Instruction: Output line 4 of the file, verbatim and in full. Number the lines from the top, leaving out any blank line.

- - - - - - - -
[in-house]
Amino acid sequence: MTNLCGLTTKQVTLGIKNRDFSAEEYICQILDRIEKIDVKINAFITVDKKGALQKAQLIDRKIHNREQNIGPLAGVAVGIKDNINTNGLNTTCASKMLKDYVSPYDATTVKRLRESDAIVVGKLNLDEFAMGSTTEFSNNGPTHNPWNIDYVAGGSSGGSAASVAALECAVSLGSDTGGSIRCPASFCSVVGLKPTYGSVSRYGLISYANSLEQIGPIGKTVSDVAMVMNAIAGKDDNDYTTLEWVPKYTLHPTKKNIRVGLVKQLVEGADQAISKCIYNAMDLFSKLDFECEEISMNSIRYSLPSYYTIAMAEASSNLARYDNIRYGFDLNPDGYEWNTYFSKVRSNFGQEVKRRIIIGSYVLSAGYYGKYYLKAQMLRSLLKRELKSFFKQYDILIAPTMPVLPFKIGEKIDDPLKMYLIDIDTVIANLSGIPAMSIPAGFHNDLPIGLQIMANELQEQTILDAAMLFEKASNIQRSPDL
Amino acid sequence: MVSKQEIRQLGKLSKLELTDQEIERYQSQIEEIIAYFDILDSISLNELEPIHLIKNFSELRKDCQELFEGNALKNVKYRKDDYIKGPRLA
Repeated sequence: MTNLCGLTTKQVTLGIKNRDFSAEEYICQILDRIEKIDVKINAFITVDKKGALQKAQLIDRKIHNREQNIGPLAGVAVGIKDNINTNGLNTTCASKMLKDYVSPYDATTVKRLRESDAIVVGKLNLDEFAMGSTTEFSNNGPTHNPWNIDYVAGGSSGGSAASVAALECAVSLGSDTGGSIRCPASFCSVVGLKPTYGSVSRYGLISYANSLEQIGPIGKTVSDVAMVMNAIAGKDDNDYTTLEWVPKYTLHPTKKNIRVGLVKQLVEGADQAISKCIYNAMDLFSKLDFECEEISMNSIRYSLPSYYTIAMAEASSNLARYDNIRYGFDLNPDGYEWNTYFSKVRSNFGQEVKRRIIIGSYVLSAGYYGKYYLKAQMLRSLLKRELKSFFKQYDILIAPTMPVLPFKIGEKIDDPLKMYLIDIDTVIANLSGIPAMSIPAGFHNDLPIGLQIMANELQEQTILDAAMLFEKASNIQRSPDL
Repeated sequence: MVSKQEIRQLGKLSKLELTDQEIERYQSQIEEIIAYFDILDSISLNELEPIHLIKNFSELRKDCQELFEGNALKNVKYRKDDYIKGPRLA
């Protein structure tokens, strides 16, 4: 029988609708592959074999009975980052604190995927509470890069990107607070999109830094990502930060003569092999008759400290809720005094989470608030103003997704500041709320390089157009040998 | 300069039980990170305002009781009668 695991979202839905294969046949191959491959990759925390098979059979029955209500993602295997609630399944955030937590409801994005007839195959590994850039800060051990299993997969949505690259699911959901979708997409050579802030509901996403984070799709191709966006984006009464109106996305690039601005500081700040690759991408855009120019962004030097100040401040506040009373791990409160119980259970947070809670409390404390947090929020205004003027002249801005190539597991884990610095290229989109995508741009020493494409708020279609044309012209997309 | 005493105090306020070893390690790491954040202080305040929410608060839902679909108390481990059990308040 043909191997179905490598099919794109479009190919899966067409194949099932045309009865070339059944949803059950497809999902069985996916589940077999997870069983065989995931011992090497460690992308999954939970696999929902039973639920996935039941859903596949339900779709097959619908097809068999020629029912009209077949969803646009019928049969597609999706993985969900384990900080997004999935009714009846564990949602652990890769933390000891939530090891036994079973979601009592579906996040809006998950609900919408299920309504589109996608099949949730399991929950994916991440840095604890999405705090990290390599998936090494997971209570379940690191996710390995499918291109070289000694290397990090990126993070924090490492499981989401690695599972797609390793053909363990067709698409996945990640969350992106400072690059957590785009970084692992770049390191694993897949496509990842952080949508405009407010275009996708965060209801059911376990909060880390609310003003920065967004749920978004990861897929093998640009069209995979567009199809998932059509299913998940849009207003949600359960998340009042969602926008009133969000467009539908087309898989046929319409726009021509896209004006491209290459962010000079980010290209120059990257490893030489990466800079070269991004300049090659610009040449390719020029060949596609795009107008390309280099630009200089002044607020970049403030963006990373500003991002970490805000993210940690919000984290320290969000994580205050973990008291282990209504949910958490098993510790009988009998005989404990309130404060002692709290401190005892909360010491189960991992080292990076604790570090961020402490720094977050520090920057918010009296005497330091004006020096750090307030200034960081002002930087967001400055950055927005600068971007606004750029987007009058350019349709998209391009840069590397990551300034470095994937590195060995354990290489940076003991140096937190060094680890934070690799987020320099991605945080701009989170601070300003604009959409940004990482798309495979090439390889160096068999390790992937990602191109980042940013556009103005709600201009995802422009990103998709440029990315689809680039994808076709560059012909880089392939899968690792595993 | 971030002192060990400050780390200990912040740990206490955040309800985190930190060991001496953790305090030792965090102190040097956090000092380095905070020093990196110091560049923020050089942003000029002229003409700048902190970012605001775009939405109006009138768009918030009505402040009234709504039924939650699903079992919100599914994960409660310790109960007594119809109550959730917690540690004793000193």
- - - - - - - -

Repeated sequence: MTNLCGLTTKQVTLGIKNRDFSAEEYICQILDRIEKIDVKINAFITVDKKGALQKAQLIDRKIHNREQNIGPLAGVAVGIKDNINTNGLNTTCASKMLKDYVSPYDATTVKRLRESDAIVVGKLNLDEFAMGSTTEFSNNGPTHNPWNIDYVAGGSSGGSAASVAALECAVSLGSDTGGSIRCPASFCSVVGLKPTYGSVSRYGLISYANSLEQIGPIGKTVSDVAMVMNAIAGKDDNDYTTLEWVPKYTLHPTKKNIRVGLVKQLVEGADQAISKCIYNAMDLFSKLDFECEEISMNSIRYSLPSYYTIAMAEASSNLARYDNIRYGFDLNPDGYEWNTYFSKVRSNFGQEVKRRIIIGSYVLSAGYYGKYYLKAQMLRSLLKRELKSFFKQYDILIAPTMPVLPFKIGEKIDDPLKMYLIDIDTVIANLSGIPAMSIPAGFHNDLPIGLQIMANELQEQTILDAAMLFEKASNIQRSPDL